You Should Know I Hate This Painting

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And, I know. Hate is a strong word. But I’m 99.9999% certain I hate it.

I showed the featured photo above to a friend of mine the other day and her exact words were, “Well, I mean… I wouldn’t spend money on it… But, why do you hate it?” Her delivery was so deliciously dry. It led to much raucous mirth on my part. When I had regained my composure, the next words out of my mouth were:

“If you or anyone else ever offered me money for this piece I would immediately lose respect for all of you.”

Beyond wanting to kiss her for her awesome and honesty, I didn’t have much of an answer for her. I started this painting in 2016 and arrived at the above version sometime in 2020 I believe. I’ve hated it for so long that it’s hard to know why anymore. Thus, I asked a different friend if she remembered why I hate this painting so much because she’d actually seen it in earlier incarnations.

“Oh. For sure I remember… I’m not sure where to start… You said things like: ‘What was a thinking with a tiger and a woman, how f—king cliché is that? OOOOooo the woman is in the light hiding her inner tiger on the dark side of the painting… How meeeaannningful… Why would I make something this stupid and obvious and awful?’” She paused, then added, “should I go on?”

The truth is I didn’t hate it when it looked like this:

And, though I should have anticipated the infinite nature of the painting’s inevitable failure when I started playing with pieces like this:

Or when this happened:

Then this:

I didn’t truly surrender to my utter revulsion and enmity until it landed here:

The composition/balance is all off. The elements are weak and don’t fit with each other or the background.

My mother took one look at a photo of it and asked why I’d put a giant gold coin in the sky which, after I thought about it, seemed like a totally fair question.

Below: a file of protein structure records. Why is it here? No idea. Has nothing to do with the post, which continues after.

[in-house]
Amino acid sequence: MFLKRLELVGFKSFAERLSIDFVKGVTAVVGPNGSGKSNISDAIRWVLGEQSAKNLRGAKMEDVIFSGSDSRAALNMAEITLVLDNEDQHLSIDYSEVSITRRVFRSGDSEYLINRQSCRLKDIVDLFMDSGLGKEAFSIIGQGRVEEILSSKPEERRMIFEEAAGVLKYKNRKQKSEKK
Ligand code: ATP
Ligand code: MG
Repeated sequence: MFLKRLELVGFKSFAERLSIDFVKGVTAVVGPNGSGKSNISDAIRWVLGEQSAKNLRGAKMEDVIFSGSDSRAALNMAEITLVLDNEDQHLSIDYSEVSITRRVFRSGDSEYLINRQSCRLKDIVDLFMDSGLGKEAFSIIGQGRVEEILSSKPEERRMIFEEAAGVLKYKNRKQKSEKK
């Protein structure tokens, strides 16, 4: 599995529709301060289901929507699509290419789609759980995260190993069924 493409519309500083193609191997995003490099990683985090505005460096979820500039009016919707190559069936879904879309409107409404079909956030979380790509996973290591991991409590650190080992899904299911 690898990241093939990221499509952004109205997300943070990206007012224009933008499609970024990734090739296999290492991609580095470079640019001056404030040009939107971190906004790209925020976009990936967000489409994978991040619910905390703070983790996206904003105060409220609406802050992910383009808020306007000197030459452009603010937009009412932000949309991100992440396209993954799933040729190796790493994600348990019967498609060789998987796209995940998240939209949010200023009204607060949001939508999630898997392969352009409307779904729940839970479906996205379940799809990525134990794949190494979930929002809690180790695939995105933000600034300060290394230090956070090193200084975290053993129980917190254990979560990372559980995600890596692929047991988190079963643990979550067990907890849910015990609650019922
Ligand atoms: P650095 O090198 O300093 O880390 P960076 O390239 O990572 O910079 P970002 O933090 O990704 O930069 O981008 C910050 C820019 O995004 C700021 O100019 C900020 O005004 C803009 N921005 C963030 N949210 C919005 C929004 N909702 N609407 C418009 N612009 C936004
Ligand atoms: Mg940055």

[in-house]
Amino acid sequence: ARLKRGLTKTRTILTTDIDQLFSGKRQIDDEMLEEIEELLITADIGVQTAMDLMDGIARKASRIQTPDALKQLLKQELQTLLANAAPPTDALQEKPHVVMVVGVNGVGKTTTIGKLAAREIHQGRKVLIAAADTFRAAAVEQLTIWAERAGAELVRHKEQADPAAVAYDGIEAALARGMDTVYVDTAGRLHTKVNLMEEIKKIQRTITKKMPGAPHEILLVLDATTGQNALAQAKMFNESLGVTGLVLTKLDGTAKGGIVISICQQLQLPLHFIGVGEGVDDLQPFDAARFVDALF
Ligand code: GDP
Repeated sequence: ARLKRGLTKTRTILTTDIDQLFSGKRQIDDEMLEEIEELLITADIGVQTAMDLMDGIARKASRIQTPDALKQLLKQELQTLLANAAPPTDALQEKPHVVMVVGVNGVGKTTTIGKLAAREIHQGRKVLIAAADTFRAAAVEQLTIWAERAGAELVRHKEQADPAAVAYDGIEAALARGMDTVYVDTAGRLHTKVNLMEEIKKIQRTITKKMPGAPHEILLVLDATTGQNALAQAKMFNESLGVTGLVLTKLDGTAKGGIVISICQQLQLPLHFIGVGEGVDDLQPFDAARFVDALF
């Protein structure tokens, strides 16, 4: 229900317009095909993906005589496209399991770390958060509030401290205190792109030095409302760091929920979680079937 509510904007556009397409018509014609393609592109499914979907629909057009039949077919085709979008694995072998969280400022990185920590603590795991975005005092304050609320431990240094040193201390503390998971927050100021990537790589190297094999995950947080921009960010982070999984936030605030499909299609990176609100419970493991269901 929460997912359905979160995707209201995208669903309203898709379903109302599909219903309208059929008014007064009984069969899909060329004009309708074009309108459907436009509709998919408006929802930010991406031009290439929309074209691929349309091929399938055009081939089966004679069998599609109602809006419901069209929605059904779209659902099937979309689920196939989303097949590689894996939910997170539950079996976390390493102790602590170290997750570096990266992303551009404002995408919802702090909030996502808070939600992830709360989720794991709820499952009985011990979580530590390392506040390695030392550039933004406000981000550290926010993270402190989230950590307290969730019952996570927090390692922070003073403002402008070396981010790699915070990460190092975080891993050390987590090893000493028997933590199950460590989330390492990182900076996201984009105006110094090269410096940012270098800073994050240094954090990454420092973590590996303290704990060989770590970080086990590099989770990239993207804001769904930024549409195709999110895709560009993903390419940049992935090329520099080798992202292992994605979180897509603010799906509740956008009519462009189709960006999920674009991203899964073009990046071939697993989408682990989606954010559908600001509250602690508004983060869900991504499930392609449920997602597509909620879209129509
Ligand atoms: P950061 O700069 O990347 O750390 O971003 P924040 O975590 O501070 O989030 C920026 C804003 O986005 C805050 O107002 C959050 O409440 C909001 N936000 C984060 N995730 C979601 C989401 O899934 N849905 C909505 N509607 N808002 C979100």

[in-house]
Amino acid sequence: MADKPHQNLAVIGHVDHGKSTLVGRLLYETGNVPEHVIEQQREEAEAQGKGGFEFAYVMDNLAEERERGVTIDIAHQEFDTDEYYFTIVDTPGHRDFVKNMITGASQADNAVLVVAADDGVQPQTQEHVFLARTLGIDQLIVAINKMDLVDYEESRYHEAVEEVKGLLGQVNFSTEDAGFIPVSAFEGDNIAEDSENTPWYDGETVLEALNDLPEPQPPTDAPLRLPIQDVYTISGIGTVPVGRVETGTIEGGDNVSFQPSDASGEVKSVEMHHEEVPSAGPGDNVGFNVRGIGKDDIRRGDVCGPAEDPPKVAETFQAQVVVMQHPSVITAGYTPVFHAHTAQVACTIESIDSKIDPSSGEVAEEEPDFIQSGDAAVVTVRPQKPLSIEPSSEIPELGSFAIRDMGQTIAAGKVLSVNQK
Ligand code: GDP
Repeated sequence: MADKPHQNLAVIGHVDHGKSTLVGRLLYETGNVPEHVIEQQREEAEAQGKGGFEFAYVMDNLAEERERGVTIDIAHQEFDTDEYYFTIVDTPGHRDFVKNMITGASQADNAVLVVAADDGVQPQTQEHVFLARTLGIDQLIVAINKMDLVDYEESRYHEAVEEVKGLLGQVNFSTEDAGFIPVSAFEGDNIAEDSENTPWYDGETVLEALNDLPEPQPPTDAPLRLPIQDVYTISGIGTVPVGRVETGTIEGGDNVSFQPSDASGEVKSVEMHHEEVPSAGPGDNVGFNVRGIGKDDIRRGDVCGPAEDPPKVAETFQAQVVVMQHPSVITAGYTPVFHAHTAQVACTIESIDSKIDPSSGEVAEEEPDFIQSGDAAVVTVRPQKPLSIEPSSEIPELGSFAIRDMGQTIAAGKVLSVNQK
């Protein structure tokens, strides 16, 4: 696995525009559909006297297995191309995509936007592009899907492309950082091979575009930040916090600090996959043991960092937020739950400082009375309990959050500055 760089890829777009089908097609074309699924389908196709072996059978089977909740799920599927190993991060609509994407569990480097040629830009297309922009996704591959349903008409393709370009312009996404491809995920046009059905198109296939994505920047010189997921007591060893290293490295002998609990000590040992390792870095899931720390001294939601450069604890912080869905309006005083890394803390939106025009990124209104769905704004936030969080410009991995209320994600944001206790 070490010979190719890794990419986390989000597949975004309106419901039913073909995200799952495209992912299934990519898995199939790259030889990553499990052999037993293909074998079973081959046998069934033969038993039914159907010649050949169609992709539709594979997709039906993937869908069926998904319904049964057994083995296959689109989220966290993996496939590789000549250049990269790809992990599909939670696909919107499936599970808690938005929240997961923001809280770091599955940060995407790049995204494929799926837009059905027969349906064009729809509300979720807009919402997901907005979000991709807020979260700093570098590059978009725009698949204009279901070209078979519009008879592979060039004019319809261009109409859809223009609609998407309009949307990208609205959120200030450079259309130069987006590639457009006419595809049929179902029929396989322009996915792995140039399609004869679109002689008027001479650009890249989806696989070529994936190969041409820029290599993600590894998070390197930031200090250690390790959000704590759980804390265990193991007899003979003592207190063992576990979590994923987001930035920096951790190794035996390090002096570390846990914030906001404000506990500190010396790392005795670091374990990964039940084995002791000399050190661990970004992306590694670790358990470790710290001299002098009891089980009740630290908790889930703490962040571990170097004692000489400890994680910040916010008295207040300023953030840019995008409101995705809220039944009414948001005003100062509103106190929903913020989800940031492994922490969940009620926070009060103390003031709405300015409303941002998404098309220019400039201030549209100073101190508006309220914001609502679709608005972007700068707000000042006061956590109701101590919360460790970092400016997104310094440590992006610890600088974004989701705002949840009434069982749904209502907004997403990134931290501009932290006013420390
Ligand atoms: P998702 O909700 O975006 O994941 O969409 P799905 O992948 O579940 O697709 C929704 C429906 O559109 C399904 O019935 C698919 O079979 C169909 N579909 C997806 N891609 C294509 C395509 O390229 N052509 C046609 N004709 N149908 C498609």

It was at this point that I put the whole thing in “the shame corner.”

Important to note that, at present, I could use more storage space for awkwardly sized and more fragile objects. Most of my art, that is not on display, faces a wall behind behind the electronic piano and that’s where this painting went. For this painting, however, this was not storage.

It was “the shame corner.”

It lived in the shame corner for months at a time, might have even been back there for a full year at one point.

Eventually, I would take it out, lean it against my coffee table or in my bedroom for different light, hate it some more – or even more than I had the last time I’d taken it out – and then put it back in the shame corner.

After about three or four years since I’d first waded into this mess, I took it out yet again, cannibalized another painting I loathed and added the other circles into the sky to try to improve the overall composition/balance. I added paint to the female figure and the tiger to give their elements more weight. Same with the sky.

The female figure lost her face because another thing my friend had reminded me I’d said was that, “Her face looks so dumb and terrible why would I have done that??”

The weirdest part of this story?

I now have this painting hanging on a wall in what is probably the most prominent part of my home. I see it aaaaaallll the time. I can see it right now, getting weird side-light from the balcony doors…


But I can’t seem to bring myself to take it down. It’s like there’s something it’s trying to teach me, something buried in its clichés and myriad compositional and technical failures that I’m still not getting and there will be no peace until I figure it out…

I do find it interesting that my Golden Glowy Thing and this painting’s “gold coin” have very similar energies and I only painted my Golden Glowy Thing in the Fall of 2020… So, perhaps I’ve never been able to surrender and/or euthanize this piece because it’s connected to things that are genuinely important to me? I dunno’…

The absolute, hands down best part of this piece is the collage work. If you zoom in on the sky and the ground on the left, there’s actually a lot of intricate layering of torn Japanese paper and paint that I absolutely don’t hate.

I kind of love it, actually.

And the pleasure I took in doing it is a wonderful, embodied memory. This piece taught me how much I love to tear paper and make collage in a mixed media sort of way. I call myself the “Happy Hamster” now because this piece taught me how much I love to tear and build things out of paper. There was also much joy in cutting out, painting, and gluing the shrubbery by the no-face woman in her stupid chair with her stupid crossed ankles…

So. I guess there is love in this piece right alongside all the hate.

And not everything is about results. I do tend to be a process-oriented sort of human.

Still. Every time I look at it I tell it: “As soon as I have something new I can put in this space, you’re going back in the shame corner or I’m going to cut you to ribbons and turn you into something else.”

And then I feel weird about the idea of taking it apart. So, I don’t.

I keep it on the wall and hate it instead.

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